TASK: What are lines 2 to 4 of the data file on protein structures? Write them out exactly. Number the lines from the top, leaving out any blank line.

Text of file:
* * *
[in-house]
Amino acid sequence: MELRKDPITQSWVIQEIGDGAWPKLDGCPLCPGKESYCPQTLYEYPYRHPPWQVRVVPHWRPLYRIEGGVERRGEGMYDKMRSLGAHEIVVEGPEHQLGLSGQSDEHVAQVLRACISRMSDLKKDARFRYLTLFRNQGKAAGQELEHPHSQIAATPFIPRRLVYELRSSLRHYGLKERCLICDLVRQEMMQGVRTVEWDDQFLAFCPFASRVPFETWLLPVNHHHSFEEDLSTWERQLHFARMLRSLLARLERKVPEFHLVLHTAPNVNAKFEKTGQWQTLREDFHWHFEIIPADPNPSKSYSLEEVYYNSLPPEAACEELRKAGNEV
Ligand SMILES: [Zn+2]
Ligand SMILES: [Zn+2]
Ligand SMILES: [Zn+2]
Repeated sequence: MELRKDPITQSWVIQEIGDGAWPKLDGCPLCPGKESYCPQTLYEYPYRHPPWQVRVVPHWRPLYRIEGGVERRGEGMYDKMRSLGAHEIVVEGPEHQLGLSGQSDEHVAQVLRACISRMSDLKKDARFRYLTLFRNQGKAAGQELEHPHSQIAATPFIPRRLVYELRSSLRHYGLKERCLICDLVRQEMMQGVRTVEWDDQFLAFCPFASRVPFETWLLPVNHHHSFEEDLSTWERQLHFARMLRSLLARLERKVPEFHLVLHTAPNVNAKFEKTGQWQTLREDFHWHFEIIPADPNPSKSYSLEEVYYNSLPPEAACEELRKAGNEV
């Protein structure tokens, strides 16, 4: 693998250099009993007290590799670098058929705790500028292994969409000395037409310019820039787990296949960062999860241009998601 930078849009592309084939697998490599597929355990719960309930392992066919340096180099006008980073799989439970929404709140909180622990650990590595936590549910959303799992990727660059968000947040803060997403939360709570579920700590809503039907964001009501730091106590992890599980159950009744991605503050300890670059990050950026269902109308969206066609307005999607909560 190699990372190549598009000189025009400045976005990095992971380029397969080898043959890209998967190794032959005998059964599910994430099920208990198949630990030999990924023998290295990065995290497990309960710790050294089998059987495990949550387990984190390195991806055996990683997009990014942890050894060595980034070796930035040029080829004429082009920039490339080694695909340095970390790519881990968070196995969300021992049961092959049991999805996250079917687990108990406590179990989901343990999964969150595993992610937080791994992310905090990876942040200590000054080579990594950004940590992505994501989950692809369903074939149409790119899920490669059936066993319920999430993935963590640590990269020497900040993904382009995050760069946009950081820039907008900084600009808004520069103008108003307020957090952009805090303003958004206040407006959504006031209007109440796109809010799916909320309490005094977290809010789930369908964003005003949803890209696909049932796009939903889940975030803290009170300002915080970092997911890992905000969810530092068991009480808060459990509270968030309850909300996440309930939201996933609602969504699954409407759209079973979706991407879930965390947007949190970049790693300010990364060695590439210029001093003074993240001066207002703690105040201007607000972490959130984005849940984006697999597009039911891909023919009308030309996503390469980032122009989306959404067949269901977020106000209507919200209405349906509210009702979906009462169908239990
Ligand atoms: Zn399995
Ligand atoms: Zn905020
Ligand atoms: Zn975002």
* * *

Amino acid sequence: MELRKDPITQSWVIQEIGDGAWPKLDGCPLCPGKESYCPQTLYEYPYRHPPWQVRVVPHWRPLYRIEGGVERRGEGMYDKMRSLGAHEIVVEGPEHQLGLSGQSDEHVAQVLRACISRMSDLKKDARFRYLTLFRNQGKAAGQELEHPHSQIAATPFIPRRLVYELRSSLRHYGLKERCLICDLVRQEMMQGVRTVEWDDQFLAFCPFASRVPFETWLLPVNHHHSFEEDLSTWERQLHFARMLRSLLARLERKVPEFHLVLHTAPNVNAKFEKTGQWQTLREDFHWHFEIIPADPNPSKSYSLEEVYYNSLPPEAACEELRKAGNEV
Ligand SMILES: [Zn+2]
Ligand SMILES: [Zn+2]